Intel Software Adrenaline

Simplified Networking Based on SDN and NFV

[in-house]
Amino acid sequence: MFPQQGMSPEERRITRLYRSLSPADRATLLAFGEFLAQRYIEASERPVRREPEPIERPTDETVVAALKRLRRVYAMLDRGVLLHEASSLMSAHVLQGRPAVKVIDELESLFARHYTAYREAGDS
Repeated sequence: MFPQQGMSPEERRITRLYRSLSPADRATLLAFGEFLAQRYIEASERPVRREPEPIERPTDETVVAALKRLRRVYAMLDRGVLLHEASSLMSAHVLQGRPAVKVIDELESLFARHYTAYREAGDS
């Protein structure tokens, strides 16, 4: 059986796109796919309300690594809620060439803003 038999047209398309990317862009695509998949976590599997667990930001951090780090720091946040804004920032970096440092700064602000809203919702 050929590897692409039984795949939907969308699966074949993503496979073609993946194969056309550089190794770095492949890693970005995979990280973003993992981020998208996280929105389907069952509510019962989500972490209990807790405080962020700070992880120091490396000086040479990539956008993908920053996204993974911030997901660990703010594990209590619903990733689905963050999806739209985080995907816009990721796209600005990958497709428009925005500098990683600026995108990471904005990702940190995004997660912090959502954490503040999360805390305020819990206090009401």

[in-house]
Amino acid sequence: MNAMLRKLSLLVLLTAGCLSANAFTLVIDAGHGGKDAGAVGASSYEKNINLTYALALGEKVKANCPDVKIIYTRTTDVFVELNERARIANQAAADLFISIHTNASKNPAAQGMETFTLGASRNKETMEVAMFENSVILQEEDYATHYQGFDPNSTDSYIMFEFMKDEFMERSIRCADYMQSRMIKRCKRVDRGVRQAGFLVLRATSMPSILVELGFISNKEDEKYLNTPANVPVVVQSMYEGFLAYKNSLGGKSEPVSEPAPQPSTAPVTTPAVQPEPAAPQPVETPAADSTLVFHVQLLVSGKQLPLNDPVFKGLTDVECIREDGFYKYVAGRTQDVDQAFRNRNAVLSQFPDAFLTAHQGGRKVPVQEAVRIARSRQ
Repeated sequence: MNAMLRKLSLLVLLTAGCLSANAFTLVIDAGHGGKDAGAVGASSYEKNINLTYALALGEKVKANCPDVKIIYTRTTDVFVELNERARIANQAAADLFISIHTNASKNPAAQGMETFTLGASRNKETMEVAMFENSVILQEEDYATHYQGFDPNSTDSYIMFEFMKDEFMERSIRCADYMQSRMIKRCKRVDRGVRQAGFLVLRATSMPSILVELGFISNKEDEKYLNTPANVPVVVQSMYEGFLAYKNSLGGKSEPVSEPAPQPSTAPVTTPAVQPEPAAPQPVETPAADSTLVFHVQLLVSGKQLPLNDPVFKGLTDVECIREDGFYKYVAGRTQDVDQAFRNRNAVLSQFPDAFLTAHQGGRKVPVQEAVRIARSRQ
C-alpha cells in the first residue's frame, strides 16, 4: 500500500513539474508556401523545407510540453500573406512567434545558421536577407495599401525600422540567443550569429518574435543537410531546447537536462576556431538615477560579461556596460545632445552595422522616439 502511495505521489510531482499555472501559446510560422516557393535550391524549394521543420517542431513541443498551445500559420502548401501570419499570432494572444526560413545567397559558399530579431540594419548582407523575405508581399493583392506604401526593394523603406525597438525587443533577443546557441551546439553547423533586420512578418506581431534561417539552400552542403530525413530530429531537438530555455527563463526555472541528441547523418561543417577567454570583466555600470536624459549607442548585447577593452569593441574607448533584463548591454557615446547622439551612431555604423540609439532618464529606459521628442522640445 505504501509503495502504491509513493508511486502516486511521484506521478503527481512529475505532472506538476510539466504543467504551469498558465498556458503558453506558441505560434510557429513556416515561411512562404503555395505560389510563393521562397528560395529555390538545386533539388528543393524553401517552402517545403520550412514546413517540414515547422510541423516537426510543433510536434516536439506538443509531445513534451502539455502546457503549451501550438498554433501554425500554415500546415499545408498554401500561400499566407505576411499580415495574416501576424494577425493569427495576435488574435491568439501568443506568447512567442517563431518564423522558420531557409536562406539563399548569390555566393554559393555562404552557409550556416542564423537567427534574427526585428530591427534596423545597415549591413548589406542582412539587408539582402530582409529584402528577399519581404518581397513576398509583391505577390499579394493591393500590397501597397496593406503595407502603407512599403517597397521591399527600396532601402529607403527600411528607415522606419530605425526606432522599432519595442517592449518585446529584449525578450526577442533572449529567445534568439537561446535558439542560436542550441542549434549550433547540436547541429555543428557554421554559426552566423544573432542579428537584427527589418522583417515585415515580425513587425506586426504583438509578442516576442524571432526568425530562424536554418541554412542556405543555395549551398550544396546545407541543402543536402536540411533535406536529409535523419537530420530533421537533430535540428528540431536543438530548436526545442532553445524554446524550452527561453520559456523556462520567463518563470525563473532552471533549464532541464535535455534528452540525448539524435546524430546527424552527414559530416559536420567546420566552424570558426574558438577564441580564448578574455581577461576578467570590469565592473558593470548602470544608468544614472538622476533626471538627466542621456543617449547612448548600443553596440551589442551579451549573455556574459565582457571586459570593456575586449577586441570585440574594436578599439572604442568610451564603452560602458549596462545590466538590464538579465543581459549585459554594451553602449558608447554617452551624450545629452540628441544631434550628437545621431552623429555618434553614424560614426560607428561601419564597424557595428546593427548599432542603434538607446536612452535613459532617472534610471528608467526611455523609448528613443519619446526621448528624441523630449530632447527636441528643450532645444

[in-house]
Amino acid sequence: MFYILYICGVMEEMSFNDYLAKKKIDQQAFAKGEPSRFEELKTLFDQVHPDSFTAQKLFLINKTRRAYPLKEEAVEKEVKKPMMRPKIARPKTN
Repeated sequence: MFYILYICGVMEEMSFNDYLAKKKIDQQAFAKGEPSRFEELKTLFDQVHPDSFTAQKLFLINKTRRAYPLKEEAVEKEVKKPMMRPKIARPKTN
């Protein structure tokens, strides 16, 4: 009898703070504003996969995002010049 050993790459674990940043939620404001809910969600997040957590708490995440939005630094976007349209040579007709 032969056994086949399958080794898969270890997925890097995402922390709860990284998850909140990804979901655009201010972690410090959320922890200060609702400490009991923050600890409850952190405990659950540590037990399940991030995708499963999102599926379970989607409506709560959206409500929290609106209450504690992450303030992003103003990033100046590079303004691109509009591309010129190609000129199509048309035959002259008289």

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WHITE PAPER IntelĀ® Architecture Processors Networking and Communications Open, Simplified Networking Based on SDN and Network Functions Virtualization Part I of series discusses how network functions consolidated onto standard, high-volume servers, switches and storage reduce equipment, operational costs and time to market for new services. Introduction Today's networks are overly complex, partly due to an increasing variety of proprietary, fixed-function appliances that are unable to deliver the agility and economics needed to address constantly changing market requirements. This is because network elements have traditionally been optimized for high packet throughput at the expense of flexibility, thus hampering the development and deployment of new services. Another concern is that rapid advances in technology and services are accelerating the obsolescence of installed hardware; and in turn, hardware isn't keeping up with other modes of feature evolution, which constrains innovation in a more network-centric, connected world.1 Flexible networking architecture enables network operators to react more quickly and economically to an ever-evolving market landscape. In response, the industry has begun to develop more interoperable solutions per the principles outlined by Software-Defined Networking (SDN) and a complementary initiative, Network Functions Virtualization (NFV). At the heart of these two approaches is the decoupling of network functions from hardware through abstraction. The end result is software workloads will no longer be tied to a particular hardware platform, allowing them to be controlled centrally and deployed dynamically throughout the network as needed. Moreover, network functions can be consolidated onto standard, high-volume servers, switches and storage, further reducing time to market and costs for network operators. This white paper, written in three parts, describes an SDN/NFV-based network architecture using open building blocks, and provides implementation details for a switching model that combines physical and virtual switches. After reading these papers, one will be able to explain the rationale for this network transformation, describe the relationships among the various relevant components and open standards, understand how physical and virtual switching will co-exist, and learn how IntelĀ® reference designs can help reduce development time.

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